Texas is one of the most dangerous states for drunk driving
Source: Safe Smart Living
By Dawn Burleigh
The Orange Leader
A woman is facing public intoxication charges after failing to maintain a single lane, leaving the roadway, crossing a ditch and striking a wooden privacy fence at approximately 1:20 a.m. Wednesday, January 1.
According to the police calls on that date, the report is listed as public intoxication.
Texas is one of the most dangerous states for drunk driving with a high percentage of DUI fatalities to total traffic fatalities at 39%, according to www.safesmartliving.com
Texas ranked number 5 in states rank as the most dangerous for alcohol-impaired traffic fatalities. Methodology for Rankings
The rankings were based on the percentage of DUI fatalities in each state from total traffic fatalities. With states that tied in this primary category, Safe Smart Living then determined the rankings based on the DUI fatalities per 100K population. It also included the total number of traffic fatalities in each state, but the information was not weren’t a factor in the rankings.
The total number of fatalities in Texas in 2017 was 3,722
The data analyzed comes from The National Highway Traffic Safety Administration’s (NHTSA) 2017 Alcohol-Impaired Driving Report and the Foundation for Advancing Alcohol Responsibility.
The 10 most dangerous states for drunk driving fatalities are:
- District of Columbia
- Rhode Island
- North Dakota
- South Carolina
The top state for DUI arrests is South Dakota.
When Rebecca Grimes sets the table during the holiday season, there’s always a missing piece. Nearly four decades ago in 1982, a drunk driver killed her brother, 18-year-old José “Hector” Martinez, in a head-on crash just before Thanksgiving. The holidays have never been the same since then.
“Even 30 years since Hector’s crash, we still feel that one empty chair at the table during the holidays,” Rebecca Grimes said. “Drunk drivers affect so many people beyond just those who are in the crash. They have a domino effect — crushing multiple families — and the impact lingers for years, decades beyond the crash.”
Grimes is sharing her story as part of TxDOT’s “Plan While You Can” campaign which urges drivers to make a plan for a sober ride this holiday season.
“Just don’t drink and drive, and don’t risk putting your family or someone else’s through heartache this holiday season,” Grimes said.
In 2018, there were 2,370 DUI-alcohol related crashes in Texas during the holiday season. Those crashes killed 75 people and seriously injured another 199.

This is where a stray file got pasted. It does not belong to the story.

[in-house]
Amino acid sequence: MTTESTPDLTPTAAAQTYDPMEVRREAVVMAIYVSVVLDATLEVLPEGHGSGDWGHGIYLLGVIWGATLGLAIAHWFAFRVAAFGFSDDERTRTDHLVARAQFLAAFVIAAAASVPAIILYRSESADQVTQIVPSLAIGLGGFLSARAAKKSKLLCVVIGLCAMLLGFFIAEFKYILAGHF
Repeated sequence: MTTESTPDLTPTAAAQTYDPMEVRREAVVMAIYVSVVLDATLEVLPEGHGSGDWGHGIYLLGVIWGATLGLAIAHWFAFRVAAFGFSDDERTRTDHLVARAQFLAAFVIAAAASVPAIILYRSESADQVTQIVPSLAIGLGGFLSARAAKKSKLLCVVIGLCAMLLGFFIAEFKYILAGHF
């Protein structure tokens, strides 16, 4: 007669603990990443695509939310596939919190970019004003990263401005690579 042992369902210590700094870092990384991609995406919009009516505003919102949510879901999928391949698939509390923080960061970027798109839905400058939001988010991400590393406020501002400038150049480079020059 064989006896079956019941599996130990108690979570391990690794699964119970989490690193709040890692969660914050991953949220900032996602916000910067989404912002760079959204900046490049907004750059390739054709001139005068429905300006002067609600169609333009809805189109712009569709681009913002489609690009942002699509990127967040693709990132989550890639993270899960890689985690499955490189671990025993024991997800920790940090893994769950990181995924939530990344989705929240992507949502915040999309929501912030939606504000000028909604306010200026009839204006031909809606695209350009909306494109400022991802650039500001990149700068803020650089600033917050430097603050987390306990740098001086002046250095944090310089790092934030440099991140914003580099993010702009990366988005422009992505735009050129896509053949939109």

“The bad decision to drink and drive can turn the joy and revelry of the season into tragedy, causing unimaginable heartache for years to come,” TxDOT Executive Director James Bass said. “There’s no excuse: plan ahead and be responsible.”
The “Plan While You Can” campaign will tour the state featuring the “Plan to Win” virtual reality game. The game poses questions related to drinking and driving demonstrating the consequences of getting behind the wheel through an immersive experience.
Driving under the influence of alcohol not only risks death or serious injuries, but it can also be costly. Drivers can face up to $17,000 in fines and fees, jail time and loss of their driver’s license. Instead of getting behind the wheel, here are some alternative options:
- Designating a sober driver or calling someone for a ride home
- Calling a cab or ride-share service
- Using mass transit
- Spending the night
“Plan While You Can” is a key component of #EndTheStreakTX, a broader social media and word-of-mouth effort that encourages drivers to make safer choices while behind the wheel, like wearing a seat belt, driving the speed limit and never driving after drinking or doing drugs. Nov. 7, 2000 was the last deathless day on Texas roadways.
#EndTheStreakTX asks all Texans to commit to driving safely to help end the streak of daily deaths on Texas roadways.
- 51% of DUI offenders said they drink more during the holidays compared to the rest of the year
- Drunk driving fatalities accounted for 34% of all traffic fatalities during the holidays, including Christmas and New Year’s Eve.
- In December 2017 alone, 885 people died in alcohol-impaired crashes — a jump from 781 in December 2016.
- Alcohol-impaired driving crashes account for approximately 1/3 of all crash fatalities in the United States.
Despite the increased use of ridesharing services like Uber and Lyft and marketing efforts by alcohol brands to ensure you have a designated driver, fatal car crashes caused by drunk driving still occur at high rates, according to www.safesmartliving.com.
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